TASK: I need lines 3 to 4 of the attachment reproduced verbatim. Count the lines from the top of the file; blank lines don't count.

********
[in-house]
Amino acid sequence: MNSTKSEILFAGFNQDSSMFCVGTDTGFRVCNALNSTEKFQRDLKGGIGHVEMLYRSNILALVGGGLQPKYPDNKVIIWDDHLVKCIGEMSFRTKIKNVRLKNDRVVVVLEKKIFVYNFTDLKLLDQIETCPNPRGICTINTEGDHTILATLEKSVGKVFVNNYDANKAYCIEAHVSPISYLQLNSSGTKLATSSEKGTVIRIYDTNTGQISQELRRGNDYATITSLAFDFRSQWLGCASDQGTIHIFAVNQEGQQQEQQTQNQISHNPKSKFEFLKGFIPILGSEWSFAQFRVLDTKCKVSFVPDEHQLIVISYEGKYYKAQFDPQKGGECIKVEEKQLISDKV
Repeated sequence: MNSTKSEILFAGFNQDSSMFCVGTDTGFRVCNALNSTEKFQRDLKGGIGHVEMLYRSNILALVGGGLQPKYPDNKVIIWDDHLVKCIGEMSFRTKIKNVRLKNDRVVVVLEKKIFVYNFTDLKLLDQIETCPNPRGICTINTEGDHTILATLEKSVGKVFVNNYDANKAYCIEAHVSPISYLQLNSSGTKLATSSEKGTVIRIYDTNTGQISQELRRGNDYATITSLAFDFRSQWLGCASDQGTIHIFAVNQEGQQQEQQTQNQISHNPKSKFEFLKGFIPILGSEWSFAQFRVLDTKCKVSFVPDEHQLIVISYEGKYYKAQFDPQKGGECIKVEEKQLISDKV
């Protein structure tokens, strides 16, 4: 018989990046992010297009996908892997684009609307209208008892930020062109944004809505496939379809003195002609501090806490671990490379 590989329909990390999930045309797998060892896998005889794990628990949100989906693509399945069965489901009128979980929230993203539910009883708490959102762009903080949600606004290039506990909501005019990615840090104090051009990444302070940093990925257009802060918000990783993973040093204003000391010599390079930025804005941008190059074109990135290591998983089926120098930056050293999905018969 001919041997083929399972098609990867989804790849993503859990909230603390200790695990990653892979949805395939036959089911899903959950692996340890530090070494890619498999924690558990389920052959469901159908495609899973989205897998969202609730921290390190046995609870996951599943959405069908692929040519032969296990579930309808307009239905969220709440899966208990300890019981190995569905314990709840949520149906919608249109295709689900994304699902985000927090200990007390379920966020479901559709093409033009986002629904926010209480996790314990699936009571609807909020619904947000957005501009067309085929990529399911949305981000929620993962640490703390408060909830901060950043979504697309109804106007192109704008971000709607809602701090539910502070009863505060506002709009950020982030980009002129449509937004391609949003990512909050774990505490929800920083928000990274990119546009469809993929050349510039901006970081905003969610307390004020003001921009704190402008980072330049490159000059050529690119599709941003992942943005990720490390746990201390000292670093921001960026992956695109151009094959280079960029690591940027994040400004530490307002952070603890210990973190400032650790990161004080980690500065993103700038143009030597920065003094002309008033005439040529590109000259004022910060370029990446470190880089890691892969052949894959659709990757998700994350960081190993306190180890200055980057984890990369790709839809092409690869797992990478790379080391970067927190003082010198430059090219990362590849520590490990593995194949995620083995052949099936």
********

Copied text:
Repeated sequence: MNSTKSEILFAGFNQDSSMFCVGTDTGFRVCNALNSTEKFQRDLKGGIGHVEMLYRSNILALVGGGLQPKYPDNKVIIWDDHLVKCIGEMSFRTKIKNVRLKNDRVVVVLEKKIFVYNFTDLKLLDQIETCPNPRGICTINTEGDHTILATLEKSVGKVFVNNYDANKAYCIEAHVSPISYLQLNSSGTKLATSSEKGTVIRIYDTNTGQISQELRRGNDYATITSLAFDFRSQWLGCASDQGTIHIFAVNQEGQQQEQQTQNQISHNPKSKFEFLKGFIPILGSEWSFAQFRVLDTKCKVSFVPDEHQLIVISYEGKYYKAQFDPQKGGECIKVEEKQLISDKV
């Protein structure tokens, strides 16, 4: 018989990046992010297009996908892997684009609307209208008892930020062109944004809505496939379809003195002609501090806490671990490379 590989329909990390999930045309797998060892896998005889794990628990949100989906693509399945069965489901009128979980929230993203539910009883708490959102762009903080949600606004290039506990909501005019990615840090104090051009990444302070940093990925257009802060918000990783993973040093204003000391010599390079930025804005941008190059074109990135290591998983089926120098930056050293999905018969 001919041997083929399972098609990867989804790849993503859990909230603390200790695990990653892979949805395939036959089911899903959950692996340890530090070494890619498999924690558990389920052959469901159908495609899973989205897998969202609730921290390190046995609870996951599943959405069908692929040519032969296990579930309808307009239905969220709440899966208990300890019981190995569905314990709840949520149906919608249109295709689900994304699902985000927090200990007390379920966020479901559709093409033009986002629904926010209480996790314990699936009571609807909020619904947000957005501009067309085929990529399911949305981000929620993962640490703390408060909830901060950043979504697309109804106007192109704008971000709607809602701090539910502070009863505060506002709009950020982030980009002129449509937004391609949003990512909050774990505490929800920083928000990274990119546009469809993929050349510039901006970081905003969610307390004020003001921009704190402008980072330049490159000059050529690119599709941003992942943005990720490390746990201390000292670093921001960026992956695109151009094959280079960029690591940027994040400004530490307002952070603890210990973190400032650790990161004080980690500065993103700038143009030597920065003094002309008033005439040529590109000259004022910060370029990446470190880089890691892969052949894959659709990757998700994350960081190993306190180890200055980057984890990369790709839809092409690869797992990478790379080391970067927190003082010198430059090219990362590849520590490990593995194949995620083995052949099936």